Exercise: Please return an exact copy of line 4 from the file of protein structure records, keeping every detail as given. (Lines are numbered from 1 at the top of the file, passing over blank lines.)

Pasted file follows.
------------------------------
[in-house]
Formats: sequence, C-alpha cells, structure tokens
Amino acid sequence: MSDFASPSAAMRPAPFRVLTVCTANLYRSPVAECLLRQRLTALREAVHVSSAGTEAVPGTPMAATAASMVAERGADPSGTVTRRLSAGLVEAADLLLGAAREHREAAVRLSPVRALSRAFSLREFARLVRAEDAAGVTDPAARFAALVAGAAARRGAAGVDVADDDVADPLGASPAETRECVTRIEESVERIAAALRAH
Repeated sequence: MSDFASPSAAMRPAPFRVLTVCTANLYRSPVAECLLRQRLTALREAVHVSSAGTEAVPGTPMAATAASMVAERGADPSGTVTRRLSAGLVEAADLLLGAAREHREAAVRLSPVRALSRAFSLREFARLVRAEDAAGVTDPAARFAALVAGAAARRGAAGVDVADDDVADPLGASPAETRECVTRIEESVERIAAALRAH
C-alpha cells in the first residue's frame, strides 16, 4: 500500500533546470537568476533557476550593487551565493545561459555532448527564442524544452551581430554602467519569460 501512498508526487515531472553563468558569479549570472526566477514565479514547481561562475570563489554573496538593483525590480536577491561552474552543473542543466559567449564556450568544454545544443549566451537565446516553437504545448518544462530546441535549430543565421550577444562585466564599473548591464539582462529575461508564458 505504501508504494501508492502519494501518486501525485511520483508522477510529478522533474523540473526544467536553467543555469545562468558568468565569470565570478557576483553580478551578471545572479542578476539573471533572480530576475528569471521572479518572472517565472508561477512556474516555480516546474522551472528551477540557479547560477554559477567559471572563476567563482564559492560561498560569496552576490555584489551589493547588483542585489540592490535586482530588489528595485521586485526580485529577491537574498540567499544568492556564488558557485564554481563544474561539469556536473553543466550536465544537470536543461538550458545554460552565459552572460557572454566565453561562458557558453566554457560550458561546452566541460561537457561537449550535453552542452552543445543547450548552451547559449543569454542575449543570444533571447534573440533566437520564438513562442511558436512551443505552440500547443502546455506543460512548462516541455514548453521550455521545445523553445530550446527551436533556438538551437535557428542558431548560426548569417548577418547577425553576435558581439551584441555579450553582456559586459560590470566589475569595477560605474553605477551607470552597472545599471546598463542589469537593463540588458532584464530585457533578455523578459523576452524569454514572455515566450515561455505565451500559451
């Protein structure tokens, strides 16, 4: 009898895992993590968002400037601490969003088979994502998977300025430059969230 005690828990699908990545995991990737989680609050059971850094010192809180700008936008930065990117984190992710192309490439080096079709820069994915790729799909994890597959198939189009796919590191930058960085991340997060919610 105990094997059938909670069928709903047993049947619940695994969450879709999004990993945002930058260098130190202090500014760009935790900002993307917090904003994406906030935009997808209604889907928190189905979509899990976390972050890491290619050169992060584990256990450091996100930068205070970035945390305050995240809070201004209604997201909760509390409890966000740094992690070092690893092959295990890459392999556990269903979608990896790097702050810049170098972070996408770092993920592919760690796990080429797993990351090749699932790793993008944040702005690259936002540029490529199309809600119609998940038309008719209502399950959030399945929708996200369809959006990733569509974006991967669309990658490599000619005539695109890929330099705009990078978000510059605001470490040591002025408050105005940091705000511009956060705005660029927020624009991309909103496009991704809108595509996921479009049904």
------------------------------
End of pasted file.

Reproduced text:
Repeated sequence: MSDFASPSAAMRPAPFRVLTVCTANLYRSPVAECLLRQRLTALREAVHVSSAGTEAVPGTPMAATAASMVAERGADPSGTVTRRLSAGLVEAADLLLGAAREHREAAVRLSPVRALSRAFSLREFARLVRAEDAAGVTDPAARFAALVAGAAARRGAAGVDVADDDVADPLGASPAETRECVTRIEESVERIAAALRAH